There was a terrific little American film a few years ago called You Can Count On Me, directed by Kenneth Lonergan, who also wrote the script. What's the arresting image that the words you can count on me brings to mind, the visual association that makes you remember the film? I don't think there is one. Well nothing specific, anyway, like, say, Jaws, which immediately suggests teeth, an open mouth, things being chewed, something you can see, something visceral .

I love You Can Count On Me but I can never remember the title, and I always get to it the same way - by searching Steve Earle on IMDb.com and scrolling down to - oh, that's it - You Can Count On Me. I think of it as that Steve Earle movie because he did a lot of songs on the soundtrack, including Pilgrim (Jerry Douglas on dobro), and a duet with Iris DeMent called I'm Still In Love With You, both taken from the lovely bluegrass album The Mountain which Earle made with the Del McCoury band.

Do you get my point? If I wasn't a Steve Earle fan I might have forgotten that film by now because of its dopey title. 'You can count on me' would be a nice thing to hear if you were in trouble and someone was reaching out, but as a movie title it isn't in any way specific. Which makes it hard to remember. And I bet the film suffered as a result.*

*(If it didn't then it's either the exception that proves the rule, or a perfect example of the Goldberg Principle, which states that 'you can prove any thesis to be true so long as you make up your own definition of words.' See balloon-juice.com "Consistently wrong since 2002.")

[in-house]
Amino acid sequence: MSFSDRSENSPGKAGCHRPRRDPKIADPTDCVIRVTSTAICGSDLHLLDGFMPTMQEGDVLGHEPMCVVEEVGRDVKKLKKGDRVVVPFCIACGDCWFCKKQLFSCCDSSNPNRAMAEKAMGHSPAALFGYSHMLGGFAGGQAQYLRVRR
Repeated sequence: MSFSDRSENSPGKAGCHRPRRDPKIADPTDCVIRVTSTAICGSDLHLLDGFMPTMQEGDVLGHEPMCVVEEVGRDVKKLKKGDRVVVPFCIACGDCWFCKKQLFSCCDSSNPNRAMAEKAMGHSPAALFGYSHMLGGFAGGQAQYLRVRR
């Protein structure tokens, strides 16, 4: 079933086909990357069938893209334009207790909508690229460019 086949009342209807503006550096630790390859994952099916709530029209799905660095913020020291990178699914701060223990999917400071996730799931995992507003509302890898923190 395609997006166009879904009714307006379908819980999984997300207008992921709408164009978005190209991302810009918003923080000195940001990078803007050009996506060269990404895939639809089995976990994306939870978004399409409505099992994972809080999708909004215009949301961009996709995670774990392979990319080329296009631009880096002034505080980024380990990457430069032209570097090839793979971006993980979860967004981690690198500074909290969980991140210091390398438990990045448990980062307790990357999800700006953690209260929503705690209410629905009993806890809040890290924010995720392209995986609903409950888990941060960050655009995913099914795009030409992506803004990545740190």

Word of mouth is the lifeblood of films. If viewers can't remember the words that make up the title, well, I rest my case.

Not that I'm suggesting that a noun in a title is the capo di tutti capi of cinematic success. Sometimes a film is good enough to overcome an insipid or nounless title. The New Zealand film Out Of The Blue is such an exception (blue is a noun, you say? Not according to the Goldberg Principle). But, whatever, the title doesn't resonate. It sounds like a surfing movie, or a comedy about two African-American stand-up comedians who bust out of jail.

But once you know that Out Of The Blue is a true story about a spontaneous shooting that happened for no apparent reason, a mass killing that occured out of the blue, then it makes sense, I guess, although I still think it's pretty ho-hum. I read somewhere that the original title was An Unlikey War. Much better.

Full disclosure: I'm writing as someone who has directed one feature film, shot and released in 2007, a true story based on a true story, the facts of which we did not purport to be accurate, whereas in fact we did*, about Dave Henderson, a New Zealand businessman who had a titanic run-in with the Inland Revenue Department in the nineties. Dave took a week to write a book, called Be Very Afraid, about his experiences. I took five years to turn Be Very Afraid into a film called We're Here To Help. I now think of it, between slugs of absinthe, as that Dave Dobbyn film.